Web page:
I spent last week up and down ladders, balancing in a stairwell on a ladder with a paintbrush in one hand, paint in the other, and a huge-expensive ventilation mask on my face. I carried furniture, moved stoves, balanced feet-up head-down in crevices in the kitchen plugging things in awkwardly.
Then I went to visit my family and my mother told me not to lift a beach bag because it was too heavy. I tested it and laughed because it wasn’t. Not to laugh at her, because probably she’s right, but because I haven’t been thinking of myself as fragile at all.
But I walk like I have glass feet — I could break them if I move too quickly. I move so slowly I laugh at myself. And this week I suddenly feel nauseous if I haven’t eaten, but when I eat I only want to fall asleep. I eat so slowly, Rosie and Steve finish and stare at me staring at my daunting plate full of food.
This morning I woke and darted right to the kitchen, my stomach warning me that if I didn’t eat then I would be darting to the bathroom. I scarfed down some oatmeal, showered, walked downtown to teach a homeless writing workshop, walked back and collapsed into my second breakfast of a boiled egg. I could barely make it up the hill on the way back, even worse than before — my lungs, my legs, all parts of me were begging to just stop right there halfway in the soft grass. I slept for three hours, and I couldn’t have not slept. If I were driving, I would have fallen asleep in the car. The curtain of exhaustion fell and only guilt could wake me. I went right to the studio and worked for three hours.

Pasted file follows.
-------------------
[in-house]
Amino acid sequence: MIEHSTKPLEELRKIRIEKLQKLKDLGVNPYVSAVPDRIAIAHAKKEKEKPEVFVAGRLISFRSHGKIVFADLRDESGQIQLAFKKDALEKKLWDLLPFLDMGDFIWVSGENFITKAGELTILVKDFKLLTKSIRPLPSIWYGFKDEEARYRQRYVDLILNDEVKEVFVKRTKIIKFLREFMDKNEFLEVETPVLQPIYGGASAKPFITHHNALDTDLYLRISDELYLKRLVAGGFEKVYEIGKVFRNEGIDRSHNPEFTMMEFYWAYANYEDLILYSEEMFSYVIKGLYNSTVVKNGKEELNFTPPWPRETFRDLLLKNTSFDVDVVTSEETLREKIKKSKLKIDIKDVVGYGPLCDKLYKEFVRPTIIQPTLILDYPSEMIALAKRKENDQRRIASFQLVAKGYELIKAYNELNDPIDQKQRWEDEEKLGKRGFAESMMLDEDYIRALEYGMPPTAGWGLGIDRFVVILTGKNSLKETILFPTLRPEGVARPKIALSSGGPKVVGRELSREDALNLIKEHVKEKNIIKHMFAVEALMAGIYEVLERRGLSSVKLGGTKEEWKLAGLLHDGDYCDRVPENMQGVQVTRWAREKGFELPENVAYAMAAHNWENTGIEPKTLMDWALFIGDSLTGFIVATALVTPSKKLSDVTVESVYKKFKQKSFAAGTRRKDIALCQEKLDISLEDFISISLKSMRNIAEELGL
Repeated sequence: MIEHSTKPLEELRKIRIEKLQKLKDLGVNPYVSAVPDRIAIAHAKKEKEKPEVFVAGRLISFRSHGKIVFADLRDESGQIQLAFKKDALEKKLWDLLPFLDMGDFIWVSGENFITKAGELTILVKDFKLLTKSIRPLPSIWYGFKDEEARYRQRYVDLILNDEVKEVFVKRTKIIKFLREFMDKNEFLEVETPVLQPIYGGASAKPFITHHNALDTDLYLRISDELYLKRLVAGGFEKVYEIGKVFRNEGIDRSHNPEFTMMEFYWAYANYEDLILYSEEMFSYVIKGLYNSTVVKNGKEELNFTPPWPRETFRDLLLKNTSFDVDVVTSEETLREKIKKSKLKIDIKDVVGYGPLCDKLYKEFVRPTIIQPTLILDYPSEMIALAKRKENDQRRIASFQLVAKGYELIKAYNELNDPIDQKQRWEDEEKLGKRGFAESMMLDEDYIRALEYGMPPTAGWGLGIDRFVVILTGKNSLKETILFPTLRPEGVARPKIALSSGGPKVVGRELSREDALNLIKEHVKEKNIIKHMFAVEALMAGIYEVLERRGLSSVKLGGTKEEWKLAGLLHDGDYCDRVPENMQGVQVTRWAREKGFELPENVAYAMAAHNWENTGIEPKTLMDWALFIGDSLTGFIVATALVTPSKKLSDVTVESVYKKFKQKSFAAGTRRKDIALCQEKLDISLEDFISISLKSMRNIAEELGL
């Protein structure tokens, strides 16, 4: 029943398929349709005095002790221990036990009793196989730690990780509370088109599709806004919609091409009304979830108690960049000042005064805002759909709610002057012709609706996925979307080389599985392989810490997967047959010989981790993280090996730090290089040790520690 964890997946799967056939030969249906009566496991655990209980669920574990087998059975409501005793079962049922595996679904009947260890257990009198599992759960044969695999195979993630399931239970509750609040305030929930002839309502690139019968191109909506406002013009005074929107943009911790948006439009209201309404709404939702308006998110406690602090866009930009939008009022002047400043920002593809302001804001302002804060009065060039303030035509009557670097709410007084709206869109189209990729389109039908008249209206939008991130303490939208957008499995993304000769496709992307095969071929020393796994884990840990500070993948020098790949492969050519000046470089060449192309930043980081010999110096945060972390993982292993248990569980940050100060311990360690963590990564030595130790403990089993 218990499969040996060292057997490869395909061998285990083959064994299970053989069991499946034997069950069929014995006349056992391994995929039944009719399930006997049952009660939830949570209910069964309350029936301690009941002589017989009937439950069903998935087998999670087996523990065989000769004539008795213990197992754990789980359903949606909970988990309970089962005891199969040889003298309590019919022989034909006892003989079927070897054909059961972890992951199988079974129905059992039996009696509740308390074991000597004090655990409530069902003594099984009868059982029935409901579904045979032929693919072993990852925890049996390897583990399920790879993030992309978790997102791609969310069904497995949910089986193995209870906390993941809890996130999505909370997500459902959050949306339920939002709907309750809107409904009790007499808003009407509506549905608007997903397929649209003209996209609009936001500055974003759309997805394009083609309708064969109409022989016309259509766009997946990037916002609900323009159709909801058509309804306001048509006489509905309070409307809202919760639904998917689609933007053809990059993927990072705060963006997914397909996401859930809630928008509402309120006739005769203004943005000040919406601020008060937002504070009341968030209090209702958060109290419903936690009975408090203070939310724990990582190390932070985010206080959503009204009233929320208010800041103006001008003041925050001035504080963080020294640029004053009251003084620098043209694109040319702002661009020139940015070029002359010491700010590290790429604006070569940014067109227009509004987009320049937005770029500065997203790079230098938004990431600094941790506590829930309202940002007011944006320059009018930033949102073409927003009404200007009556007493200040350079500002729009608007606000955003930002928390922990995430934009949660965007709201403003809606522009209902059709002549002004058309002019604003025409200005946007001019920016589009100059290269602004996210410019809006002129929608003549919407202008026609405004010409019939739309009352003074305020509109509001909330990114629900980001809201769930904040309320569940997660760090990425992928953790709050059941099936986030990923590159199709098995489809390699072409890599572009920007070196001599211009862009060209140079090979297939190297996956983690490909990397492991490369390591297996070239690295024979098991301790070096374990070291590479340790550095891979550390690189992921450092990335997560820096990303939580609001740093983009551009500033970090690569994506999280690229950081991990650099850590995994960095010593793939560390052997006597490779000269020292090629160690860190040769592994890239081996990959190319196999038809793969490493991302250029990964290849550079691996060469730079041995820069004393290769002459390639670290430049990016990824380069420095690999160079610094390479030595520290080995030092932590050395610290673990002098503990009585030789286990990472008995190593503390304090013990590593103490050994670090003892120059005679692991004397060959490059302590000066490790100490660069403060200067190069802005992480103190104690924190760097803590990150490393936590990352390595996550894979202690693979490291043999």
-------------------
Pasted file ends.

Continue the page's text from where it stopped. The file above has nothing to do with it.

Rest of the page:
And now everything is too heavy. Our front door seems impossible to open. The door at the co-op requires that I fall into it with my whole body to push it open. I couldn’t open the triscuits bag tonight, nor could I lift the orange juice. I would not be able to lift that beach bag today for sure.